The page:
Pressures on the general practitioner and decisions to prescribe

Fam Pract. 1996 Oct;13(5):432-8. doi: 10.1093/fampra/13.5.432.


Objectives: This study examined the extent to which four broad areas of concern associated with prescribing are perceived by general practitioners (GPs): their sense of burden in providing health care, their views on financial constraints and incentives, the use of a prescription to cope with clinical workload and their perception of demanding patients. A secondary aim was to relate these concerns to actual measures of prescribing behaviour using PACT data.

Method: A questionnaire covering the four themes was sent to 386 GPs. Using factor analysis, new measures were constructed to reflect the GPs' perception of the four areas of concern.

Results: A total of 228 GPs (59%) completed the questionnaire. Results indicated a high level of concern among GPs regarding current pressures that could affect prescribing. Only the respondents' concern about the possible adverse effects of financial pressures upon medical decisions was related to prescribing: those concerned about financial pressures prescribed less generically (P < 0.0005), had higher practice costs compared with the Family Health Services Authority average (P = 0.002) and issued more prescriptions overall (P = 0.007).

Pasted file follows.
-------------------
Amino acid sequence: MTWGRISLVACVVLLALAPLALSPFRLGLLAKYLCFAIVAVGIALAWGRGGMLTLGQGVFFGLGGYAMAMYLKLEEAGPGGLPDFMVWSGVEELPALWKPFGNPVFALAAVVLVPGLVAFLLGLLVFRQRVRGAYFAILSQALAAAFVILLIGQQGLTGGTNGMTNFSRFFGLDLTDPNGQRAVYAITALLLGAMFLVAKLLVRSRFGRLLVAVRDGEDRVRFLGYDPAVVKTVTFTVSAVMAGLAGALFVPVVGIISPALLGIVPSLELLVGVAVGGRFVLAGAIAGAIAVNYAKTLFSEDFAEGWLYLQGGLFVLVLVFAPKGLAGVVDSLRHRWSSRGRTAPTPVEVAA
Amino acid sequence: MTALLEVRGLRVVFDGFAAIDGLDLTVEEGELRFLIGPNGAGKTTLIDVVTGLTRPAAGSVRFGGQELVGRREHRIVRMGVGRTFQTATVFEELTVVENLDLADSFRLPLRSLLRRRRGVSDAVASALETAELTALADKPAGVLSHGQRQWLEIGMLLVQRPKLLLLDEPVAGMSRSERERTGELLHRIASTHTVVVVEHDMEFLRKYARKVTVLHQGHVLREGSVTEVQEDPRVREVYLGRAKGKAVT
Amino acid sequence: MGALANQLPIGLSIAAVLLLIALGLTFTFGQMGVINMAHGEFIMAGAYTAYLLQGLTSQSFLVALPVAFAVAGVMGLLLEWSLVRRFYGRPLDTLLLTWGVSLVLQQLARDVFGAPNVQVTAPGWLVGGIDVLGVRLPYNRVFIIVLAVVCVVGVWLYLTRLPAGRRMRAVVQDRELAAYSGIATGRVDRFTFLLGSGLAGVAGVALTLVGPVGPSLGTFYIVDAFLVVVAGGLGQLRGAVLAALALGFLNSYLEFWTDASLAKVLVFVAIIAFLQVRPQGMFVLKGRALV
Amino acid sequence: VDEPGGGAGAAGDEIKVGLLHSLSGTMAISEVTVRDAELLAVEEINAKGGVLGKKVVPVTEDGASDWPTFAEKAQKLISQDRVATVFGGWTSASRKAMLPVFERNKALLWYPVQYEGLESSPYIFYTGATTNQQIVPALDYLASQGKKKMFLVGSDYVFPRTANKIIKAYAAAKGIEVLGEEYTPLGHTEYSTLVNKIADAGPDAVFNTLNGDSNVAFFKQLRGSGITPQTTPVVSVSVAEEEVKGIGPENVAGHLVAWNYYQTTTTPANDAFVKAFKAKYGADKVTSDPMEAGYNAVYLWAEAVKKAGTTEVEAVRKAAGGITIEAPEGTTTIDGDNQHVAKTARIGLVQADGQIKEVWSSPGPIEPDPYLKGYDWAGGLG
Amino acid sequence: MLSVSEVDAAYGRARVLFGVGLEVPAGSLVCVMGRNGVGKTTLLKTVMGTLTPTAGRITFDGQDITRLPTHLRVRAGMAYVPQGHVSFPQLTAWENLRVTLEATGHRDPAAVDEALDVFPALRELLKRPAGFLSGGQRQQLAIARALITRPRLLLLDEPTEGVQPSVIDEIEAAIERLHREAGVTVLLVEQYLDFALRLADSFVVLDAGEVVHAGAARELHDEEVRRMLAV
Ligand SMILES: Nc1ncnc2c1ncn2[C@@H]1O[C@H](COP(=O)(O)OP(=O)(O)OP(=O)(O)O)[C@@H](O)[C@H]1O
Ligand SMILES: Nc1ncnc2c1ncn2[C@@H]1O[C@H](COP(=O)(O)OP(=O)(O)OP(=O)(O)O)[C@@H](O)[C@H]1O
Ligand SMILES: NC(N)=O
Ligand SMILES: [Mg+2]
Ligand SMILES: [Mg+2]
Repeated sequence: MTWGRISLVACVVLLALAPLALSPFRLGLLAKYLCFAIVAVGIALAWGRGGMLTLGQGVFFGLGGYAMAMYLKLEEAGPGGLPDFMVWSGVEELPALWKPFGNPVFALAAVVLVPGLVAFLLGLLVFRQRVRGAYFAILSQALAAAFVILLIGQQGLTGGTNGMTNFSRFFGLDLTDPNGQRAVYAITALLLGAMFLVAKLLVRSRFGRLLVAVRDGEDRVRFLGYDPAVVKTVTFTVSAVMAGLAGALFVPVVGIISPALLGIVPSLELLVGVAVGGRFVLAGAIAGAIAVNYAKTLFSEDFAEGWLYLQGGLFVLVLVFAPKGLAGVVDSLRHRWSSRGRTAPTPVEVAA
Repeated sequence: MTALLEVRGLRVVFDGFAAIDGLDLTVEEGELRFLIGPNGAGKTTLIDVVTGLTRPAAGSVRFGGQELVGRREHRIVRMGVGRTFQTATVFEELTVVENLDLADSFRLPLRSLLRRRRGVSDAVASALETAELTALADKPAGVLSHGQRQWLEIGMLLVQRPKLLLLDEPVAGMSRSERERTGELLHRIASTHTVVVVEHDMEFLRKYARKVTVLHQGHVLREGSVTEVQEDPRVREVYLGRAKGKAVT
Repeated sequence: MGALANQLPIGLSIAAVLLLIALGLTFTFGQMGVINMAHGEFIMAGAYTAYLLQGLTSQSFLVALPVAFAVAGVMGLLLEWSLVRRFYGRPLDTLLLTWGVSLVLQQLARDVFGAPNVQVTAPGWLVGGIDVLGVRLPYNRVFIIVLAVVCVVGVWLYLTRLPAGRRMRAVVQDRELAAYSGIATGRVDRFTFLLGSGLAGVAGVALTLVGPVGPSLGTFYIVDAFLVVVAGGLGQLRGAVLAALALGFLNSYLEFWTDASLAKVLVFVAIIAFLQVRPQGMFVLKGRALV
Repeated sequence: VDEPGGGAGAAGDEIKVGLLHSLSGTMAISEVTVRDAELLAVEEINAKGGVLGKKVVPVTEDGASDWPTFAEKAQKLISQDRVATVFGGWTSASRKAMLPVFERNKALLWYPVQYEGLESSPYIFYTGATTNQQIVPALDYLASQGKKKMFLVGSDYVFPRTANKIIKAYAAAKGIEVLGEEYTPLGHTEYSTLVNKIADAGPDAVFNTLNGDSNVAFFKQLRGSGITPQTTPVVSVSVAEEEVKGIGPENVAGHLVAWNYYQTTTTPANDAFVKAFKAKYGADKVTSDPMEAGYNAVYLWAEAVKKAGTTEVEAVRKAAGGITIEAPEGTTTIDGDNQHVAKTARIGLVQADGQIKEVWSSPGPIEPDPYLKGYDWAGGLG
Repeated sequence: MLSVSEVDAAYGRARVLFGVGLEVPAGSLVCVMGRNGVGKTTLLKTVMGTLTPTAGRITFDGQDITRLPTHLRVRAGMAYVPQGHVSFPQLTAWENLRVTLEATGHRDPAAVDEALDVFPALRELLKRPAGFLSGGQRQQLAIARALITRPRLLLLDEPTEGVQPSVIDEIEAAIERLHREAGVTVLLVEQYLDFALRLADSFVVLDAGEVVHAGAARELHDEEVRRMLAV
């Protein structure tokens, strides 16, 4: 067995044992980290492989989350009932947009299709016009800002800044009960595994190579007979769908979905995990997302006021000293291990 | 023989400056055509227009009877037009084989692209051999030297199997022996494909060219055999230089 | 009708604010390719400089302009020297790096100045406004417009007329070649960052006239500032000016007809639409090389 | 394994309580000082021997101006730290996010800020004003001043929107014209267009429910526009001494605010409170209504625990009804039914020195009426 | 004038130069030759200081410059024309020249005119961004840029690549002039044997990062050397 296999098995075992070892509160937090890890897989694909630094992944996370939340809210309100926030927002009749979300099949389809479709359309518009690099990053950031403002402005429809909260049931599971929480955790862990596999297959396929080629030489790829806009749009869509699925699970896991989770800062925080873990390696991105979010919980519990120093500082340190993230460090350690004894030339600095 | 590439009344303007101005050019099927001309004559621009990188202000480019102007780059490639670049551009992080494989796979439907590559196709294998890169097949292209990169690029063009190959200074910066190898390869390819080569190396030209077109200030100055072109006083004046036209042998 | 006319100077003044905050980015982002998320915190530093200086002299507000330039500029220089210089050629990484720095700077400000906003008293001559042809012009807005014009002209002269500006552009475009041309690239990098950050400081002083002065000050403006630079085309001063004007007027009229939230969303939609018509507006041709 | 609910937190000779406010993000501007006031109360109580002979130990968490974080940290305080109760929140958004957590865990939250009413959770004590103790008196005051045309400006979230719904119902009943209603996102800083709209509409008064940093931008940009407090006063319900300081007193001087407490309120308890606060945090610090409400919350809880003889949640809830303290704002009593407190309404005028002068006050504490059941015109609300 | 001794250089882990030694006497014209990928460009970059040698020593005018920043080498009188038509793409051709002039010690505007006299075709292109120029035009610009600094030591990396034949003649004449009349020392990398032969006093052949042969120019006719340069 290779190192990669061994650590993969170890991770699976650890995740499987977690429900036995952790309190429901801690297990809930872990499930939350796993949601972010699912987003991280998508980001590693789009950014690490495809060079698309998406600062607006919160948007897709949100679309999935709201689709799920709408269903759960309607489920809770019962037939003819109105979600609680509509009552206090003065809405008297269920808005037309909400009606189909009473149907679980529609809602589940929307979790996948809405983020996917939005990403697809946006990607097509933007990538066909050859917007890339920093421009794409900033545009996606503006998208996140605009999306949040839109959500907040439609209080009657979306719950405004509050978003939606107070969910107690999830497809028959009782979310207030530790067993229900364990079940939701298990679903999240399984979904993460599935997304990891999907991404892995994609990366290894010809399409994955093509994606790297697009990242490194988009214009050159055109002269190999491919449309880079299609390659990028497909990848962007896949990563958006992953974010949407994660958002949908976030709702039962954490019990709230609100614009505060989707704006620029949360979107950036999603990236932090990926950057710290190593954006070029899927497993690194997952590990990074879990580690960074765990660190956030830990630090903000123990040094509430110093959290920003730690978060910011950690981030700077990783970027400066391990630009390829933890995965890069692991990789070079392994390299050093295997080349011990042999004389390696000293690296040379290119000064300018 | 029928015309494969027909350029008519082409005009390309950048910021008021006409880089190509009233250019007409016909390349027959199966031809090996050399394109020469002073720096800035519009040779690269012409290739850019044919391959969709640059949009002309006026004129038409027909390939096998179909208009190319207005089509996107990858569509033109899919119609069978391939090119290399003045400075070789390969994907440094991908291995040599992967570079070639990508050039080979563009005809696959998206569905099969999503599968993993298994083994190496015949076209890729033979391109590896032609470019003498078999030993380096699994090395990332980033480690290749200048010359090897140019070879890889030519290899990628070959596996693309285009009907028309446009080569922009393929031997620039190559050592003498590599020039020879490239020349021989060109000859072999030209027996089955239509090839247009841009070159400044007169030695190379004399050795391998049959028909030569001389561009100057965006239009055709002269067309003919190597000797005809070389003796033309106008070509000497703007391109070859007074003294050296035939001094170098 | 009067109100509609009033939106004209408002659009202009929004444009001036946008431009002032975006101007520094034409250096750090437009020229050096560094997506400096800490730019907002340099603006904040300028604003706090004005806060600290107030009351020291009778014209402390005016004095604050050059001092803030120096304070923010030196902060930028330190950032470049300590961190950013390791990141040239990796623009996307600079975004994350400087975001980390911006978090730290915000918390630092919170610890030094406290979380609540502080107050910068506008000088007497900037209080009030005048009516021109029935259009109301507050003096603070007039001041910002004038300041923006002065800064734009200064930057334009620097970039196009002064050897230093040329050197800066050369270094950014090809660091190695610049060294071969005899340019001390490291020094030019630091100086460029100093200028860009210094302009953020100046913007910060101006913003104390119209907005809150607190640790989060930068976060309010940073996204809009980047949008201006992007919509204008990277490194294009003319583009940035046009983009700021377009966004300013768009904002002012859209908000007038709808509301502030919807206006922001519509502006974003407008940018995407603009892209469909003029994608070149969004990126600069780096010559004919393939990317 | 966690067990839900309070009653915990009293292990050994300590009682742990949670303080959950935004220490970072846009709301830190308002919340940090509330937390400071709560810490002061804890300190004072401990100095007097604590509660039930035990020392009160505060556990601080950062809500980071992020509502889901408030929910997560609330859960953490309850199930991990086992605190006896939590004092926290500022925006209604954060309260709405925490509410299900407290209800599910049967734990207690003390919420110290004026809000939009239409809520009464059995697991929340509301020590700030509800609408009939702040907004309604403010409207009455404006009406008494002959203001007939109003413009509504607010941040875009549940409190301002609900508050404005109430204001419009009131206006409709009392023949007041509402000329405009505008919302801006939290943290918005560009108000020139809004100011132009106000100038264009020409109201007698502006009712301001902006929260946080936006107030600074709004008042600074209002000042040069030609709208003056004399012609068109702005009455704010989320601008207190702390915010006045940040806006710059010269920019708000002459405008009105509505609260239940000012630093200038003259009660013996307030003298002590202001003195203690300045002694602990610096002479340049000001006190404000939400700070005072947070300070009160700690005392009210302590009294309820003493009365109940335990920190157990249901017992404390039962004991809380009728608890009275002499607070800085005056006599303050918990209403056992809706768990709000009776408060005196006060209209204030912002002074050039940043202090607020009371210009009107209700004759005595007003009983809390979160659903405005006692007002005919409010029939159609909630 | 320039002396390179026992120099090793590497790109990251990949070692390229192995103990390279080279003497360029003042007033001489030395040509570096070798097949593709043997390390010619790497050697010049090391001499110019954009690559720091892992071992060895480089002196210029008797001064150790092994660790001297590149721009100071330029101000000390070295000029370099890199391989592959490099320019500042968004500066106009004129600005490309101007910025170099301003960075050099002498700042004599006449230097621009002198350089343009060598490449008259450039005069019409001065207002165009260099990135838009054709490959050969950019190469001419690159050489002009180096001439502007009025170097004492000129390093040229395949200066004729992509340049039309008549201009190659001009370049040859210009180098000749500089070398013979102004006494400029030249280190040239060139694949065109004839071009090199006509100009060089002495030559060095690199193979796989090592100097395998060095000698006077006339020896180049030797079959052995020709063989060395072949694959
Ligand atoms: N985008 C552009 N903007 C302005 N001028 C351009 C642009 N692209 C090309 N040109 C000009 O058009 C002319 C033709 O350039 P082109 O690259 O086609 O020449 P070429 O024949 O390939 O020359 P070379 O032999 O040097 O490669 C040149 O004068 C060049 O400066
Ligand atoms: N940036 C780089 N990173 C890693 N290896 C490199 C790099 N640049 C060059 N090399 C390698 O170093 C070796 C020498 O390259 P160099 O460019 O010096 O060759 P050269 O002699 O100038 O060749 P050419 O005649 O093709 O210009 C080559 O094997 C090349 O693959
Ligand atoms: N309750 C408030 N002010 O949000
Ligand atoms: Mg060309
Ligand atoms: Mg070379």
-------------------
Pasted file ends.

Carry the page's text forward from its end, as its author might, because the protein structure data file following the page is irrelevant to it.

Conclusion: There is a continuing need to monitor and evaluate the effect of recent changes in primary care for their effect upon prescribing behaviour.

MeSH terms

  • Adult
  • Aged
  • Anti-Bacterial Agents / therapeutic use
  • Attitude to Health
  • Decision Making
  • Drug Costs
  • Drug Prescriptions* / economics
  • Drug Prescriptions* / statistics & numerical data
  • Drug Therapy* / economics
  • Drug Therapy* / statistics & numerical data
  • Factor Analysis, Statistical
  • Family Practice*
  • Female
  • Humans
  • Likelihood Functions
  • Male
  • Middle Aged
  • Physician-Patient Relations
  • Practice Patterns, Physicians'* / economics
  • Socioeconomic Factors
  • Statistics, Nonparametric


  • Anti-Bacterial Agents